New-look Gramophone Magazine

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New-look Gramophone Magazine

Ok. Here we go. I really like the new look of Gramophone magazine. As
far as the review pages go though, you really need to list the finest
comparable available recordings to each review rather than a selective
one or two which seems to happen nowadays. For goodness sakes, if anyone
apart from Gramophone knows what the key recordings are it is a poor
situation. I occasionaly buy Classic FM and BBC Music Magazine but still
prefer Gramophone. Please allow your preferred recordings to be stated
otherwise it diminishes your credilbilty as a market leader in reviewing
classical recording releases.

RE: New-look Gramophone Magazine

It's a bit early to comment on the "new look". Nothing fundamentally has changed in the content (and I'm actually quite happy about that :) The "trial" is a bit cheesy, but the idea is great (only a better known recording perhaps?). "one to watch" is always interesting, reviews are good so... ehh.. I will buy it next month again!

 

Rolf

RE: New-look Gramophone Magazine

They say one shouldn't buy a book on the basis of its cover, but in the real world many do - so some initial comments on the cover.  First, I have problems with the 'blocky' title of the magazine.  The fancier and more refined fonts used in previous titles have gone: we have the rather bleak, basic and very 'white' letters of the new version, spread across the very top of the page.  Second, there is the dominant picture of the admittedly very photogenic Ms DiDonato, with the 'headlines' on either side giving a very cluttered appearance to the cover.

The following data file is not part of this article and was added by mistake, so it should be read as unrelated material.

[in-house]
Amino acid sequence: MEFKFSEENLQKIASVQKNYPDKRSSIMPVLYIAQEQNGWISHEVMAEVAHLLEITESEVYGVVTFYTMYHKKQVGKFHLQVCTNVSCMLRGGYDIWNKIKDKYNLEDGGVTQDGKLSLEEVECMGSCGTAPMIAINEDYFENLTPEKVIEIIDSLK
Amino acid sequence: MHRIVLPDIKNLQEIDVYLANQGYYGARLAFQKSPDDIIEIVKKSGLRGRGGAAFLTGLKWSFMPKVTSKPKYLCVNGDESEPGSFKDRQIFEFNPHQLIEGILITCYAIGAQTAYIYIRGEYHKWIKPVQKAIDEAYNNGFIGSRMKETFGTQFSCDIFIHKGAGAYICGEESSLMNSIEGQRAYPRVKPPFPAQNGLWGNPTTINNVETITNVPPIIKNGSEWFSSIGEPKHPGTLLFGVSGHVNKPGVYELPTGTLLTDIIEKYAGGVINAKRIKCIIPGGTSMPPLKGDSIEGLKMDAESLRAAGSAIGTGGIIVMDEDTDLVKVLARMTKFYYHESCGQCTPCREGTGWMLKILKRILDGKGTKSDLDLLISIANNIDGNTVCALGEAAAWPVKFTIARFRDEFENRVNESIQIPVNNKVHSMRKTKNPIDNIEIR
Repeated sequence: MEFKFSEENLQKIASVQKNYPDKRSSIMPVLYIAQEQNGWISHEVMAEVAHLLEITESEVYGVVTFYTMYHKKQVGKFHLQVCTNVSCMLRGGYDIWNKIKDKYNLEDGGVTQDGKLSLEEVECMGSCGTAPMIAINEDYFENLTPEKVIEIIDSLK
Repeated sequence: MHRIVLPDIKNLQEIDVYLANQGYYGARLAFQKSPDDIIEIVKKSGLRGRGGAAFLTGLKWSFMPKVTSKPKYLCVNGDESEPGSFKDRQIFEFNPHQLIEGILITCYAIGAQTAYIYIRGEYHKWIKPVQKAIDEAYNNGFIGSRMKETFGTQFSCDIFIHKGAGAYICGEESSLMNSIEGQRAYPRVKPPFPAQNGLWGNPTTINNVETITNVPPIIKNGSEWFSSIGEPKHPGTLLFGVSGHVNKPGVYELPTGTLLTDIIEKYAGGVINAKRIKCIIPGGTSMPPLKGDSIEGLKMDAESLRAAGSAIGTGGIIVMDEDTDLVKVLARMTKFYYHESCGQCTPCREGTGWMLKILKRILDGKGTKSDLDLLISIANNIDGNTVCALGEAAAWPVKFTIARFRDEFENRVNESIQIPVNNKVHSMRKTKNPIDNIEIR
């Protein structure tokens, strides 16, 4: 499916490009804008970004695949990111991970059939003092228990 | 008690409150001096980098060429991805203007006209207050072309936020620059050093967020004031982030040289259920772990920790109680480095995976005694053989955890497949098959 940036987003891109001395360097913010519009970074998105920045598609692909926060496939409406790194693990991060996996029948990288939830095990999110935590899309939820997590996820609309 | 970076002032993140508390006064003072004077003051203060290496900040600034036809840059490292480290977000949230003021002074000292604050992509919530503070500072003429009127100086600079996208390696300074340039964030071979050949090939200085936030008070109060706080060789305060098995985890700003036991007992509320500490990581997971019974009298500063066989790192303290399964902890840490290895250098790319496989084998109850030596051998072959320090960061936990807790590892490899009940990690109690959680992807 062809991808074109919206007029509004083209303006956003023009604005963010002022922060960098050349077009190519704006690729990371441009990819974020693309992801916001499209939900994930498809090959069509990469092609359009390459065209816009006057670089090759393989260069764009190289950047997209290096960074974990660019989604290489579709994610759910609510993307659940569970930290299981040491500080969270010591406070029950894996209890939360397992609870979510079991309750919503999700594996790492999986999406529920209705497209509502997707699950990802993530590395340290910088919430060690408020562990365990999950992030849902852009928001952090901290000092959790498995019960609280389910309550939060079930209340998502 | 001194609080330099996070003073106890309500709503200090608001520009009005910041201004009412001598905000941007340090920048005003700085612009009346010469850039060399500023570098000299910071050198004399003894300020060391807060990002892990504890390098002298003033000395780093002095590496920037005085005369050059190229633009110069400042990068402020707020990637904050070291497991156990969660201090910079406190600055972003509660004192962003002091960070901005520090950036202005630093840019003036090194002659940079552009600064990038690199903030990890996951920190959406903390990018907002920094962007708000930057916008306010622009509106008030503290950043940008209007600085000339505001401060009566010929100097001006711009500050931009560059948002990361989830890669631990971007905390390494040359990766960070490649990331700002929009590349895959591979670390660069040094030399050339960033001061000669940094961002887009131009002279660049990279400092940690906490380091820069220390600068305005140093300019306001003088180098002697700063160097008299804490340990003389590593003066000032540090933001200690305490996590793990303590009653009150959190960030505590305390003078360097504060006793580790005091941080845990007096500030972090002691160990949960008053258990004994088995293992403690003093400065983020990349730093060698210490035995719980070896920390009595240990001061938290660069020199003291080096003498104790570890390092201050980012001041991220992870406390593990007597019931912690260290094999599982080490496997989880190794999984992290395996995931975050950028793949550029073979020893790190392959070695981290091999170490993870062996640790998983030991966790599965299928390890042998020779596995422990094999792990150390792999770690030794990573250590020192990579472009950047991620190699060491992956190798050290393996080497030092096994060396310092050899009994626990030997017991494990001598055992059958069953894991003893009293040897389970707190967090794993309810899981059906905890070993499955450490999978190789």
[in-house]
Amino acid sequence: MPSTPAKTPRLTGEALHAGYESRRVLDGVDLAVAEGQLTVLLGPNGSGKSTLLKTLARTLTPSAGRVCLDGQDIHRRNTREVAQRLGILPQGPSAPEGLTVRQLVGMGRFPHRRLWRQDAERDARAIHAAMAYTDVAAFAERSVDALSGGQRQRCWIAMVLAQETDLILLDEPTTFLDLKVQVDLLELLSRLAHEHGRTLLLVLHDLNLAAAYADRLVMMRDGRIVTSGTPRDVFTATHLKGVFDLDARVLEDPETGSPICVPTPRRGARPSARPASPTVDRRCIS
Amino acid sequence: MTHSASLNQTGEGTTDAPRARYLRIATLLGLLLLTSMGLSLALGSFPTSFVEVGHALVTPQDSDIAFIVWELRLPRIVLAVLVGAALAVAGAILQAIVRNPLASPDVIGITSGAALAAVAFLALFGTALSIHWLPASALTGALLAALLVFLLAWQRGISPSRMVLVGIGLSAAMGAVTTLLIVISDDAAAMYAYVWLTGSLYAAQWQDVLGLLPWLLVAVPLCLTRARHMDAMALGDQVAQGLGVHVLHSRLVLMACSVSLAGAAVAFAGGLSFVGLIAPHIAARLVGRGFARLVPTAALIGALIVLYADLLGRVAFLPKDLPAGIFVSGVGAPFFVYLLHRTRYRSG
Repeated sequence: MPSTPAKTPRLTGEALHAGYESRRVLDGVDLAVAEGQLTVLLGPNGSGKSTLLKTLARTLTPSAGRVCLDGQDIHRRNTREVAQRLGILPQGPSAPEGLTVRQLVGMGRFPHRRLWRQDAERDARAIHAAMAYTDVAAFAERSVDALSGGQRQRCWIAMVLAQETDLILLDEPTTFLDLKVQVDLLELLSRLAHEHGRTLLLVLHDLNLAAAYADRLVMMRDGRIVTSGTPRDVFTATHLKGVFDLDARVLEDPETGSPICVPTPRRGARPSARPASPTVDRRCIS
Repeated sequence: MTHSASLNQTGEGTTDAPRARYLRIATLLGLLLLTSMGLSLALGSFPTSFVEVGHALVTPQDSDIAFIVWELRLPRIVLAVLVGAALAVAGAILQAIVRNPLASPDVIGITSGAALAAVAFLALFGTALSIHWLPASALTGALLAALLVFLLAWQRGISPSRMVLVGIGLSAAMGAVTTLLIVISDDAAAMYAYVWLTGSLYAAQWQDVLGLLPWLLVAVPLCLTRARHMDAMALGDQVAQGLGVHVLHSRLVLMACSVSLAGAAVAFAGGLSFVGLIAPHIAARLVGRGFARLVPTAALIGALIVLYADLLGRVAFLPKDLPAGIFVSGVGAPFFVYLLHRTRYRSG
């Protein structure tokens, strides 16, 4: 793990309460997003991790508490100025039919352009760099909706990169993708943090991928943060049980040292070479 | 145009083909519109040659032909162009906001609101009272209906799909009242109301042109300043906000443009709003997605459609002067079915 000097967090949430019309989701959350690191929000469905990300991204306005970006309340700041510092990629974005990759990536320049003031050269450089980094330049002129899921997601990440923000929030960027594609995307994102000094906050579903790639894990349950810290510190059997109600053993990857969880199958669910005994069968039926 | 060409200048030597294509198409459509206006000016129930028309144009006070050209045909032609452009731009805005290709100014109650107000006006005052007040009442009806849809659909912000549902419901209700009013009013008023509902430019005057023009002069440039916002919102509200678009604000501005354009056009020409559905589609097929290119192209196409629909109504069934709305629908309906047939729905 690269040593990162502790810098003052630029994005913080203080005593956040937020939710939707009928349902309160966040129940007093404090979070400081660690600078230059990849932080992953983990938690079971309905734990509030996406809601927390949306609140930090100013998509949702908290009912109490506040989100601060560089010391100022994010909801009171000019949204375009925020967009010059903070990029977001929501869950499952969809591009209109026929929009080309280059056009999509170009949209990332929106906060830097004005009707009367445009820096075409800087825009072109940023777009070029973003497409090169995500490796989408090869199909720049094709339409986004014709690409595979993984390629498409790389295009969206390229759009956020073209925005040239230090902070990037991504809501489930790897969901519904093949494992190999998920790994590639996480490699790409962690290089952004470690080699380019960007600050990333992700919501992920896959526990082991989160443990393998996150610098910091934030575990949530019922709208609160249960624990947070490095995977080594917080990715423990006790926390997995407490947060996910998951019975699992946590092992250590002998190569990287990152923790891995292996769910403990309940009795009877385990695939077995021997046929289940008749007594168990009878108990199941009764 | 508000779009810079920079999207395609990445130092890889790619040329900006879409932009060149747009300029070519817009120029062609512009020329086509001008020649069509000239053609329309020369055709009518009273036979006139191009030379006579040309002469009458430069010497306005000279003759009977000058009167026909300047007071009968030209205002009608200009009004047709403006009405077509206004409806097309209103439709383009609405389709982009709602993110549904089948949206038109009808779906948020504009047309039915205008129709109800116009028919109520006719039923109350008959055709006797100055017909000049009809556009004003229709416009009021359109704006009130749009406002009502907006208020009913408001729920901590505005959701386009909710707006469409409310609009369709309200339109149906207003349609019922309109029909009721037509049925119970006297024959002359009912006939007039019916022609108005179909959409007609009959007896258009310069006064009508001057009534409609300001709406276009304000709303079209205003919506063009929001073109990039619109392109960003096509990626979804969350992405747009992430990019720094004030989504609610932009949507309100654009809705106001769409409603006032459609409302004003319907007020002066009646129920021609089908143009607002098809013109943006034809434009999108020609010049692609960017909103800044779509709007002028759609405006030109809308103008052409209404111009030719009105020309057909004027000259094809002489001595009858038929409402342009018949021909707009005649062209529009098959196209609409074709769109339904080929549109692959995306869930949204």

Otherwise, I like what lies inside it.  I am glad to see the balance shifting back to reviews: over the years, issues less central to the recording industry  such as articles/notices on festivals, concerts etc, and profiles of performers, have taken up more and more space in the magazine.   

RE: New-look Gramophone Magazine

So far I am quite happy with the new look.   I must admit I was slightly alarmed by the style of the cover on first opening my copy when it arrived, but I thoroughly enjoyed reading the magazine as always and I think the make-over has simply smartened up an already excellent publication.

RE: Home

"I really like the new look of Gramophone magazine. As
far as the review pages go though, you really need to list the finest
comparable available recordings to each review rather than a selective
one or two which seems to happen nowadays."

 

THANK YOU.

I agree wholeheartedly with the above. There are only a handful of reviews (OK, I haven't counted, but definitely a minority) that include "reference recordings" at the head of the review. Some reviewers will refer to a reference recording in the course of a review, which is reasonable, but it seems like most reviews are content to evaluate the recording in question on its own merit alone. This is a reasonable perspective considering how quickly some recordings go out of print, and how "odious" comparisons are. But Gramophone is a magazine dedicated to the evaluation of recordings - for casual listeners, for collectors, and for institutions. To this end, an acknowledgement of the reviewer's preferences would be helpful to gauge their response to the performance being reviewed - to say nothing of acknowledging the fact that consumers are comparing many versions of a piece.

This is not to advocate placing older recordings on a pedestal, nor to undermine the purpose of the Gramophone Good CD Guide. However most reviews, particularly of works that have been reviewed before, are written with a background of previous experience and preferences. Listing these at the head of all reviews where comparison versions are available will definitely increase the credibility of Gramophone among current and potential readers.

On a different note, it was surprising to see the North American section now placed before the table of contents. Clearly North America is peripheral to Gramophone's main intended audience, but this seems like an absurd way to organize the magazine.